Feeling angry or sad? Brain scans can tell
Washington: Scientists have for the first time used brain scans to identify emotions such as happiness, anger, sadness or even envy that a person may be experiencing.
The study combines functional magnetic resonance imaging (fMRI) and machine learning to measure brain signals to accurately read emotions in individuals.
The findings by Carnegie Mellon University illustrate how the brain categorises feelings, giving researchers the first reliable process to analyse emotions.
"This research introduces a new method with potential to identify emotions without relying on people`s ability to self-report," said Karim Kassam, assistant professor of social and decision sciences and lead author of the study.
"It could be used to assess an individual`s emotional response to almost any kind of stimulus, for example, a flag, a brand name or a political candidate," said Kassam.
For the study, 10 drama actors were scanned while viewing the words of nine emotions: anger, disgust, envy, fear, happiness, lust, pride, sadness and shame.
While inside the fMRI scanner, the actors were instructed to enter each of these emotional states multiple times, in random order.
The computer model, constructed from using statistical information to analyse the fMRI activation patterns gathered for 18 emotional words, had learned the emotion patterns from self-induced emotions.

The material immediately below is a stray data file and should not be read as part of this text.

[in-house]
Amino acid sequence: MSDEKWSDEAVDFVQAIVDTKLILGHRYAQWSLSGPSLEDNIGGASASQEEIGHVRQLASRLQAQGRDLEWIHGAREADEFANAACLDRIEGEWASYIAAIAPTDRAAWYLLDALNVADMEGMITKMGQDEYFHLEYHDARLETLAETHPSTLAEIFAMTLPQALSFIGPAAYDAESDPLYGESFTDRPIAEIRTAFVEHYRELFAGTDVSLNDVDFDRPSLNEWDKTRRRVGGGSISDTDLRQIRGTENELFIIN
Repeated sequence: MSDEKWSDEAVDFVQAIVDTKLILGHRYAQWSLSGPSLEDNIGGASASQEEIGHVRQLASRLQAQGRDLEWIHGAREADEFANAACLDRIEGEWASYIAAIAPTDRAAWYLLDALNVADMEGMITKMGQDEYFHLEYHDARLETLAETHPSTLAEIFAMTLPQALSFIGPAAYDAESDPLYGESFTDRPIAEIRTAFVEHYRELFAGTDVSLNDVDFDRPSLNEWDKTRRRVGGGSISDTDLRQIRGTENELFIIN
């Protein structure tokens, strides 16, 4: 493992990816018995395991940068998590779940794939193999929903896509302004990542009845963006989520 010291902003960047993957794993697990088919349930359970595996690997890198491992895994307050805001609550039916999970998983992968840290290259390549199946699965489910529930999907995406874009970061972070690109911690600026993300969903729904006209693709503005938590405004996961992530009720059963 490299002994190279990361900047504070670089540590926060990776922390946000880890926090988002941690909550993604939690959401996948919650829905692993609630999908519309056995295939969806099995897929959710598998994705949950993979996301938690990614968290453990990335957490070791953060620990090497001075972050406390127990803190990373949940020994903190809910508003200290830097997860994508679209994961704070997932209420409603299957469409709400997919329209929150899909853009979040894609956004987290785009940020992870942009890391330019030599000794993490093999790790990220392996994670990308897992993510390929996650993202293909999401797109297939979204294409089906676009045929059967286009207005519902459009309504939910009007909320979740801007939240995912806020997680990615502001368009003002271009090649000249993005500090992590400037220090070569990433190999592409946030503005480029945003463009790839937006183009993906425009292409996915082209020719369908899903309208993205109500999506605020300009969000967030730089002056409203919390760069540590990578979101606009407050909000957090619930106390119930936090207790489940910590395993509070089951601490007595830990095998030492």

It was able to correctly identify the emotional content of photos being viewed using the brain activity of the viewers.
To identify emotions within the brain, the researchers first used the participants` neural activation patterns in early scans to identify the emotions experienced by the same participants in later scans.
The team took the machine learning analysis of the self-induced emotions to guess which emotion the subjects were experiencing when they were exposed to the disgusting photographs.
The computer model achieved a rank accuracy of 0.91. With nine emotions to choose from, the model listed disgust as the most likely emotion 60 per cent of the time and as one of its top two guesses 80 per cent of the time.
Finally, they applied machine learning analysis of neural activation patterns from all but one of the participants to predict the emotions experienced by the hold-out participant.
"Despite manifest differences between people`s psychology, different people tend to neurally encode emotions in remarkably similar ways," noted Amanda Markey, a graduate student in the Department of Social and Decision Sciences.
A surprising finding from the research was that almost equivalent accuracy levels could be achieved even when the computer model made use of activation patterns in only one of a number of different subsections of the human brain.
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